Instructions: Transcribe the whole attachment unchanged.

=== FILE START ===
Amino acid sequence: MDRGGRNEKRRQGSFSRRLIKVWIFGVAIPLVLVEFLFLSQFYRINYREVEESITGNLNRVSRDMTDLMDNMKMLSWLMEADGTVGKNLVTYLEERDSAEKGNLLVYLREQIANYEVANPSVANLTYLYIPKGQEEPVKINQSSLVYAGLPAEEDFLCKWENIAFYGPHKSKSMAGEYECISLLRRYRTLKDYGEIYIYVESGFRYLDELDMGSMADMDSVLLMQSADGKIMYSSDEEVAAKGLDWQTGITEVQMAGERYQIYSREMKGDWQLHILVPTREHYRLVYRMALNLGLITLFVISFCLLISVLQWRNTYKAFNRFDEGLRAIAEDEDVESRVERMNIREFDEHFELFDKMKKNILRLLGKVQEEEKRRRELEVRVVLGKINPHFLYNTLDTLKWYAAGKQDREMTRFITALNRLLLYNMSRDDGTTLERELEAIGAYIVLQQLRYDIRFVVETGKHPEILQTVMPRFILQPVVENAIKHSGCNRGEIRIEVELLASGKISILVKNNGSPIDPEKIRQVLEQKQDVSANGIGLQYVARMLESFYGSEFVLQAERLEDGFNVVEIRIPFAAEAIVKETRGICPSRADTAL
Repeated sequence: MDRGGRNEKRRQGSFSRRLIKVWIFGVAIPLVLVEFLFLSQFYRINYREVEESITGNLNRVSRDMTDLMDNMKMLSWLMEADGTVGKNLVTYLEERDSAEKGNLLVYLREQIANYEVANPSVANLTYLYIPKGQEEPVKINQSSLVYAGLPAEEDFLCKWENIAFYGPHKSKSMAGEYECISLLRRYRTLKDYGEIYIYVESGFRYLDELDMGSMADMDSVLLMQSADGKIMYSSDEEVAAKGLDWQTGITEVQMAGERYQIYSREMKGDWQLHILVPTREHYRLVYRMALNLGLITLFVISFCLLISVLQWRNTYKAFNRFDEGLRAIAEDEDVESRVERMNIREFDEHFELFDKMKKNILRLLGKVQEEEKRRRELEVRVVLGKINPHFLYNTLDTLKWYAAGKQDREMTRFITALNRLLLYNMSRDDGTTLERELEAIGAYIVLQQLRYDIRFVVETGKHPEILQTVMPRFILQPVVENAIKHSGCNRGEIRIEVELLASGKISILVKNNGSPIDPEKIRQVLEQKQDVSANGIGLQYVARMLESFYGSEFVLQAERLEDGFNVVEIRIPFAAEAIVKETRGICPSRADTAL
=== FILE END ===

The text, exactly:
Amino acid sequence: MDRGGRNEKRRQGSFSRRLIKVWIFGVAIPLVLVEFLFLSQFYRINYREVEESITGNLNRVSRDMTDLMDNMKMLSWLMEADGTVGKNLVTYLEERDSAEKGNLLVYLREQIANYEVANPSVANLTYLYIPKGQEEPVKINQSSLVYAGLPAEEDFLCKWENIAFYGPHKSKSMAGEYECISLLRRYRTLKDYGEIYIYVESGFRYLDELDMGSMADMDSVLLMQSADGKIMYSSDEEVAAKGLDWQTGITEVQMAGERYQIYSREMKGDWQLHILVPTREHYRLVYRMALNLGLITLFVISFCLLISVLQWRNTYKAFNRFDEGLRAIAEDEDVESRVERMNIREFDEHFELFDKMKKNILRLLGKVQEEEKRRRELEVRVVLGKINPHFLYNTLDTLKWYAAGKQDREMTRFITALNRLLLYNMSRDDGTTLERELEAIGAYIVLQQLRYDIRFVVETGKHPEILQTVMPRFILQPVVENAIKHSGCNRGEIRIEVELLASGKISILVKNNGSPIDPEKIRQVLEQKQDVSANGIGLQYVARMLESFYGSEFVLQAERLEDGFNVVEIRIPFAAEAIVKETRGICPSRADTAL
Repeated sequence: MDRGGRNEKRRQGSFSRRLIKVWIFGVAIPLVLVEFLFLSQFYRINYREVEESITGNLNRVSRDMTDLMDNMKMLSWLMEADGTVGKNLVTYLEERDSAEKGNLLVYLREQIANYEVANPSVANLTYLYIPKGQEEPVKINQSSLVYAGLPAEEDFLCKWENIAFYGPHKSKSMAGEYECISLLRRYRTLKDYGEIYIYVESGFRYLDELDMGSMADMDSVLLMQSADGKIMYSSDEEVAAKGLDWQTGITEVQMAGERYQIYSREMKGDWQLHILVPTREHYRLVYRMALNLGLITLFVISFCLLISVLQWRNTYKAFNRFDEGLRAIAEDEDVESRVERMNIREFDEHFELFDKMKKNILRLLGKVQEEEKRRRELEVRVVLGKINPHFLYNTLDTLKWYAAGKQDREMTRFITALNRLLLYNMSRDDGTTLERELEAIGAYIVLQQLRYDIRFVVETGKHPEILQTVMPRFILQPVVENAIKHSGCNRGEIRIEVELLASGKISILVKNNGSPIDPEKIRQVLEQKQDVSANGIGLQYVARMLESFYGSEFVLQAERLEDGFNVVEIRIPFAAEAIVKETRGICPSRADTAL